This is the fourth post in a series on Ministerial Training in the Church Of England. To see the intro to it all click here. I have asked a selection of people to write on their own experiences of training, in different environments.
Today Chris Routledge gives us his experience of training at a residential college, full time. Chris is the Assistant Curate in the parish of Northfleet & Rosherville, in Rochester Diocese, and is moving in January to be Vicar of the parishes of Bradwell and Porthill in Lichfield Diocese. He trained at Ripon College Cuddesdon from 2009-2011, having been a Church Army Evangelist for 9 years previous to beginning ordination training. Chris is married to Clare and they have a 4-year-old son, Nathan. Chris blogs at Cenobite’s Community.
In 2009, my wife and I moved to Cuddesdon to begin two years of training to be ordained. We felt residential training would be right for a number of reasons, including the opportunity for my wife to make new friends who would stay with her for the rest of her life, and with whom she would be able to share the experience together of what it means to be a clergy spouse. The college we went to had an excellent “Partners Group,” which allowed spouses to take as much or little interest as they liked, with no pressure. This group was fundamental in enabling my wife both to settle into community life, and prepare her for life beyond college.
One of the most important reasons for me was that word which seems to be the ‘marmite’ of theological training, formation. For me, whilst I was definitely looking forward to the theological training, it was the formational side which I knew would be the most important for me – the becoming a deacon, and then a priest. The reason for that is because I had spent twelve years in Church Army – three years in training, and then nine years as an Evangelist – and so the transition from licensed lay minister to ordination was always going to be a big step. I went to college knowing that I needed to leave the Church Army part of my life behind – not deny it, because it will always be a part of my life and who I am – but to make that break in preparation for ordination. Moving to a new place was an important symbolic action in that transition.
Residential training made the formational process happen in ways that I cannot imagine could happen in a non-residential training environment. Students and staff at college lived a rhythm of life which included daily prayer together, eating together – basically, we did everything together (except sleeping, of course)! This rhythm of daily life was instrumental for me in the formational process, and has set me up well for the realities of ordained ministry. The daily offices, for example, are life-giving in both offering the day ahead to God, and commending the day past to God, in a way I had not appreciated would be so foundational before beginning residential training.In addition, living together in community brought the added experience of learning how to “disagree peaceably.” I confess to having one occasion where myself and a couple of other ordinands had a minor set-to; living in community meant that we needed to resolve what had happened if we were to be able to avoid minor tensions developing into a situation where we found it hard to be in the same room as one another. For myself, it placed me in the valuable position of needing to take the initiative to resolve what had happened, which, for someone who has a natural preference to avoid conflict, was easily one of the most important formational experiences of my training. Again, I don’t think it would have happened in quite the same way in non-residential training, where it could easily be a week or more before seeing again the person with whom one has fallen out.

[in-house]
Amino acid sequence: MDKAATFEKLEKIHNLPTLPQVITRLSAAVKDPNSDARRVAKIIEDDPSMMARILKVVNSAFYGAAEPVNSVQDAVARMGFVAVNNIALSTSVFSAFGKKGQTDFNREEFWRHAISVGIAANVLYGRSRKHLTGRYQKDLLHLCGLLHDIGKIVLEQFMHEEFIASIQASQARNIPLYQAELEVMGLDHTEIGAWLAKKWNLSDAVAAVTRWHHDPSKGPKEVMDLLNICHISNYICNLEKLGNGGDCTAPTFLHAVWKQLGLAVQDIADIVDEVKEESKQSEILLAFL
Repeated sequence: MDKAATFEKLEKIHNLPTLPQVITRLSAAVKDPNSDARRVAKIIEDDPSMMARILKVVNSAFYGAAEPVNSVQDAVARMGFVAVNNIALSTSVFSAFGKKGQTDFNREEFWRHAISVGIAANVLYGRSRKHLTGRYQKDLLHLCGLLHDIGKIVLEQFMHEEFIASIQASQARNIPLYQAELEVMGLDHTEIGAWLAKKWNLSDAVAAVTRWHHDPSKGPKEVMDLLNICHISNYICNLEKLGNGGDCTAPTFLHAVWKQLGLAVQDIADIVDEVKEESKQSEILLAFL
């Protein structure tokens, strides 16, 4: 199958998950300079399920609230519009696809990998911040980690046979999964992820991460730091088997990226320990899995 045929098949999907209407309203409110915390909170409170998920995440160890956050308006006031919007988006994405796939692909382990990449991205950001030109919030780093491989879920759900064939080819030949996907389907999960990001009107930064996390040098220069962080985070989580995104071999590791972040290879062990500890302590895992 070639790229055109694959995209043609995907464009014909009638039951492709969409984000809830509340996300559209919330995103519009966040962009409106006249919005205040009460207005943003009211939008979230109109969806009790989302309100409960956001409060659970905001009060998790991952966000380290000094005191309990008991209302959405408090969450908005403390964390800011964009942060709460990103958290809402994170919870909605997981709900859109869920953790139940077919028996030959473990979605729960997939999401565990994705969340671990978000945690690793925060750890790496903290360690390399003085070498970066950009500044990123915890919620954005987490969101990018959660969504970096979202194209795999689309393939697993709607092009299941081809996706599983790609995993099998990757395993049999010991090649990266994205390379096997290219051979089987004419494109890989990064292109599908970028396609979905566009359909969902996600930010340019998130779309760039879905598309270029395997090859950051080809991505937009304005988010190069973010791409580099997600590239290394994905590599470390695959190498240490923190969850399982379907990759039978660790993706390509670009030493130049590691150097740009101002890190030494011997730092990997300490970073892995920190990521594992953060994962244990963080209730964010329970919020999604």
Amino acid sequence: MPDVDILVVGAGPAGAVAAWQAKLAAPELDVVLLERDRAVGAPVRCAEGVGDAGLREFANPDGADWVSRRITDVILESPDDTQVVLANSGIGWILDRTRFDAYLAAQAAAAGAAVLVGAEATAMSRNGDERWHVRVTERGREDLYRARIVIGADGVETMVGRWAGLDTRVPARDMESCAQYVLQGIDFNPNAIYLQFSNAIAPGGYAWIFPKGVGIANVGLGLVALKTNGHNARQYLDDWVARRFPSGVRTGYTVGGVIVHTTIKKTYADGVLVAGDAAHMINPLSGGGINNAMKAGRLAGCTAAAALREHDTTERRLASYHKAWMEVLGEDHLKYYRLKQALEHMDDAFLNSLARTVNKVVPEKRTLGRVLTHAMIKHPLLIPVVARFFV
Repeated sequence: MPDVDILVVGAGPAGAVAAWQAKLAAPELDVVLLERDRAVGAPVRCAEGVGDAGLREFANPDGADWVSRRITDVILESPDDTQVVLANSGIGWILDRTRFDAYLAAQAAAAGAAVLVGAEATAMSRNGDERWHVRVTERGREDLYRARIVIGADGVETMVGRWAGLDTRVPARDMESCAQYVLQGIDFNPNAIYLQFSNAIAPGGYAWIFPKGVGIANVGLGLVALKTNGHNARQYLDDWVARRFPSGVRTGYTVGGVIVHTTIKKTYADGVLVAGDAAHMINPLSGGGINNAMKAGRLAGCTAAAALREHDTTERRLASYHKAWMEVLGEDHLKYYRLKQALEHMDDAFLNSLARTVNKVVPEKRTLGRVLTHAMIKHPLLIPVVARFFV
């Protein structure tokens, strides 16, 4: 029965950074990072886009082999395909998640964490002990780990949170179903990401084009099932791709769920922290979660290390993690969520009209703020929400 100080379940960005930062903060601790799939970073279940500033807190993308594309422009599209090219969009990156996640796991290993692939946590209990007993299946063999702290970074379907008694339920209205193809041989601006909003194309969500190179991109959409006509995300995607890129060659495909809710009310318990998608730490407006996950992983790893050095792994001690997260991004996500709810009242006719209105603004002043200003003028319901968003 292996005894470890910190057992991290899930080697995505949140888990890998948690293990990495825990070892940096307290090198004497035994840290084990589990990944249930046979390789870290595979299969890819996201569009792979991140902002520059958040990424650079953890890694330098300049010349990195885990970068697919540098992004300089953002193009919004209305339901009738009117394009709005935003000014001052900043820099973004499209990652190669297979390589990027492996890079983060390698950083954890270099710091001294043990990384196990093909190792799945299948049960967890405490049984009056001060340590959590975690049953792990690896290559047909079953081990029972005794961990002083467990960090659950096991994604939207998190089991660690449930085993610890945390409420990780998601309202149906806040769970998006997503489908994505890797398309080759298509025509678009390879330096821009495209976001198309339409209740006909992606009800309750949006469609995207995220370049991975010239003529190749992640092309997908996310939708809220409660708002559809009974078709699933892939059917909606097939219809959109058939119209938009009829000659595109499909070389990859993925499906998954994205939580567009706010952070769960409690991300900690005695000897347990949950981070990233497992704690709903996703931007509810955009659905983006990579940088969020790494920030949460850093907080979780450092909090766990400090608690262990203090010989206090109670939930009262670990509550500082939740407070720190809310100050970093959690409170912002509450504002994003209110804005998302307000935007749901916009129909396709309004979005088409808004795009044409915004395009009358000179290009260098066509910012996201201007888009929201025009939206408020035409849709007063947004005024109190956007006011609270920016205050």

During training, we were blessed to have our son born, and again, residential training provided natural support structures for us as first-time parents. It also meant that our son spent the first 9 months of his life being used to having lots of people around of all ages, which we believe has been of great benefit in his development.
Finally, residential training allowed me flexibility in choosing exactly the right placements I needed to “fill gaps” in my previous experience. So, for example, I spent the first year worshipping in an Anglo-Catholic church, which helped me to both experience and appreciate the nuances of worship in that tradition. I don’t know if there would have been such a breadth of options for placements if I had gone down the non-residential route.
For me personally, and for us as a family, residential training afforded opportunities which were what we needed in the training process. Whilst it may not be right for everyone, it certainly was for us, and I would have been desperately disappointed if it had not been an option.